by Kristin Cashore; Jeffery C Mathison; Cathy Riggs; Harcourt, Inc. Print book : Fiction : Juvenile audience
Thoroughly good stuff!   (2012-03-18)
As an avid reader since the tender age of three (and now a writer in my own, er, write...), I am always on the lookout for new material with which to quench my insatiable thirst for books. Graceling and its companion Fire have been a fantastic find for me. Not the type of book I normally read, but a friend recommended Graceling to me and once I picked it up that was that - I was totally hooked and almost literally couldn't put it down. Cashore, like a benevolent version of her villain, seizes your mind and makes you believe every word she writes, pulling you so far into her imaginative and exciting storyline that you barely manage to surface for the essentials of life, such as food and drink, and even occasionally oxygen!
Some reviews (see Kira in particular, as well as several others) have, I feel, been somewhat unnecessarily hard on Cashore's first heroine, Katsa. Ok, so she hates men - but if you had been to all intents and purposes brought up by a harsh (male) monarch who kept you only because you were useful to him and occasionally amusing, wouldn't you be just a tad angry with the male sex in general? That is how human psychology works, n'est ce pas? Kira and others suggest that Katsa's attitude is repellent - but I would argue that Katsa is a damaged, hurting herione who, while never doubting her skill for killing, is nonetheless sickened by it and feels that she should keep it and herself away from others. If she can acheive this by being, I quote, a 'mean bitch', so be it. Remember that her own people treat her as an outcast - that's bound to make her a little bitter, surely? And also remember that her Grace is survival - by being tough she can protect herself from those who would take advantage of her. And believe me, they would.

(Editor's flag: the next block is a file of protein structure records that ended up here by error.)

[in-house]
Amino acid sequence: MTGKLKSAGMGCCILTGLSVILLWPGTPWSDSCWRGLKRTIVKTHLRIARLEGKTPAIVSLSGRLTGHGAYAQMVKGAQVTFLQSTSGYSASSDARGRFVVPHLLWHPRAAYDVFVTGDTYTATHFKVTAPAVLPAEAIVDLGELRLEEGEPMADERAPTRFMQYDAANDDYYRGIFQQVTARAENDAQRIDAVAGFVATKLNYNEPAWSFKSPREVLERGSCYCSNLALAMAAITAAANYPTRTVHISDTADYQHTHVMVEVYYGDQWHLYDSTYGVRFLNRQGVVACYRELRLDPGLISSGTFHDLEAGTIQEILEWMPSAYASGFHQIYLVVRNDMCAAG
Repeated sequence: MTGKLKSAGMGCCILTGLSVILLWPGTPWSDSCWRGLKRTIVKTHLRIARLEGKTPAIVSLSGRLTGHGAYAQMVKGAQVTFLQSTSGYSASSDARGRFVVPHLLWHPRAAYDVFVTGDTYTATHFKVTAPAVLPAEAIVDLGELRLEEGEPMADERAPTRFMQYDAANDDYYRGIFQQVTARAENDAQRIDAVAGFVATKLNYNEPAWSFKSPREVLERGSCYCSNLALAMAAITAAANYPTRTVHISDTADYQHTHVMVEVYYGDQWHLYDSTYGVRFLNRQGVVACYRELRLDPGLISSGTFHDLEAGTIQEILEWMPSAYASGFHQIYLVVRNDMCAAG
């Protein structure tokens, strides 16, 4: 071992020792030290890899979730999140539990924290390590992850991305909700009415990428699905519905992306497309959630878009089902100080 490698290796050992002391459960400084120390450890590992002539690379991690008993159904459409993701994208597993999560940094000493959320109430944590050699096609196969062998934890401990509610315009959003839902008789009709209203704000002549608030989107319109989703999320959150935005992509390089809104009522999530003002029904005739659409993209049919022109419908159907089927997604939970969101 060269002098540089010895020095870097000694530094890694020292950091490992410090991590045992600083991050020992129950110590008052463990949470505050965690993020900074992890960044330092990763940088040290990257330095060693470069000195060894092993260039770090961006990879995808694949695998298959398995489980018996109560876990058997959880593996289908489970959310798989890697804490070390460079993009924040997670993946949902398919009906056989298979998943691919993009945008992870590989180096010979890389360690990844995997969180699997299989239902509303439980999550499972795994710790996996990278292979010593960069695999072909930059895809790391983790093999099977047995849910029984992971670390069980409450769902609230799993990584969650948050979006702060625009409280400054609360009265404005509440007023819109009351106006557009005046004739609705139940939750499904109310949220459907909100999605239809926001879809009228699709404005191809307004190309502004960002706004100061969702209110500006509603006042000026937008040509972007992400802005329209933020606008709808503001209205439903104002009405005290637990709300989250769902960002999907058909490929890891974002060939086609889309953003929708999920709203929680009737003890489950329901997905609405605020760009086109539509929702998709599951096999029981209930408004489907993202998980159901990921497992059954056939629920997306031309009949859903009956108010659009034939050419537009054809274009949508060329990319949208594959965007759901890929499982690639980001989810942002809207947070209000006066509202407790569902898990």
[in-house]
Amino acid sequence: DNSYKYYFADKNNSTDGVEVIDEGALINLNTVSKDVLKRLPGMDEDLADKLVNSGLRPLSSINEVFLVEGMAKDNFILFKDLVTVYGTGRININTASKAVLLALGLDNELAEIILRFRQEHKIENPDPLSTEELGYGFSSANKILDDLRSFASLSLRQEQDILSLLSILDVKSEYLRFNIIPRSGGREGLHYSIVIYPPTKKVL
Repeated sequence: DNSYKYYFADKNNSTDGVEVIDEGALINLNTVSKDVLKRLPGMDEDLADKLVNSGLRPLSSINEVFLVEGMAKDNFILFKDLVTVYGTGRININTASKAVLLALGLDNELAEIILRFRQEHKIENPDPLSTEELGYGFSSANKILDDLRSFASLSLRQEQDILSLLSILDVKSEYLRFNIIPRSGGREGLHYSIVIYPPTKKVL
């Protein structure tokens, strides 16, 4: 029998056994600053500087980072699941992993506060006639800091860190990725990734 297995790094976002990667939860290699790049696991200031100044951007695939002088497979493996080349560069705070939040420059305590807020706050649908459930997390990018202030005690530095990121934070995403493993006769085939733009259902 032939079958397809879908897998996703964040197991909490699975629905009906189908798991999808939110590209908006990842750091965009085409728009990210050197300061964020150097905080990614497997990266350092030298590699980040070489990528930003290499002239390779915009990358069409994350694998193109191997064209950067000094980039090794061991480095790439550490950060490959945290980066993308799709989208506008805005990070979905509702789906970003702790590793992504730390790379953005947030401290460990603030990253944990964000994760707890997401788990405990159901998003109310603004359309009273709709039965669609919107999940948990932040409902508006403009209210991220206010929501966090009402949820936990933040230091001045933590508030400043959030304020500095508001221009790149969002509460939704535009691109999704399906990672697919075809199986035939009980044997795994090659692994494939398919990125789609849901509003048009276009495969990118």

I would also like to object to a certain comment made regarding Cashore's inability to create 'a woman who feels comfortable with herself'. I am a woman myself, and although definitely feminine, I am still very independent and I know how to take care of myself. I would like to meet a woman who feels completely at home and comfortable in her own skin - I have never yet come across such a creature and would like to study her at length, preferably under a microscope. Cashore may be able to invent strange and alien worlds and powers beyond our full comprehension, but I defy her to be able to create such a wholly unbelievable monster as this thoroughly contented, comfortable woman with no doubts about herself and her surroundings, no fears as to the power the other sex exercises over her world, and no feelings of helpless rage over the horrors perpetrated in the name of progress; a woman who never feels the urge to battle against the restrictions and expectations the modern world still insists on imposing upon her, never feels regret over things she has said and done to hurt others while trying to protect herself, and never feels insecure or uncertain of who she really is inside.
I am by no means a man-hater (quite the opposite!) but were I in Katsa's highly uncomfortable shoes I would probably make quite a good mean bitch myself. And so, I suspect, would Kira and a billion and one other women...
Graceling is not a celebration of misandry but a powerful story that explores, in metaphor, many of the things that affect women today; the horrors of abuse, the fear and bitterness experienced by social outcasts, and the fear of losing yourself in your own talents. It also shows how important friendship is in a relationship as well as love, and how such a friendship can help you become happier and more secure even when life throws you things you'd rather not have to catch. It explores the journey that is the finding of yourself, and how this can make you a stronger and better person; and the other journey that is learning to live with your past and your mistakes. And after all, it's just fiction and a cracking good story! Maybe, even after all this analysis, the only message Cashore is really trying to get across is Katsa's story. It's a good one.
In summary, I love both Graceling and Fire for their excitement, their vigorous dynamic, their realistic and vivid yet imagination-freeing descriptions, and the passion for life that cannot help but seep through into Cashore's writing - and I will be eagerly awaiting further installments.
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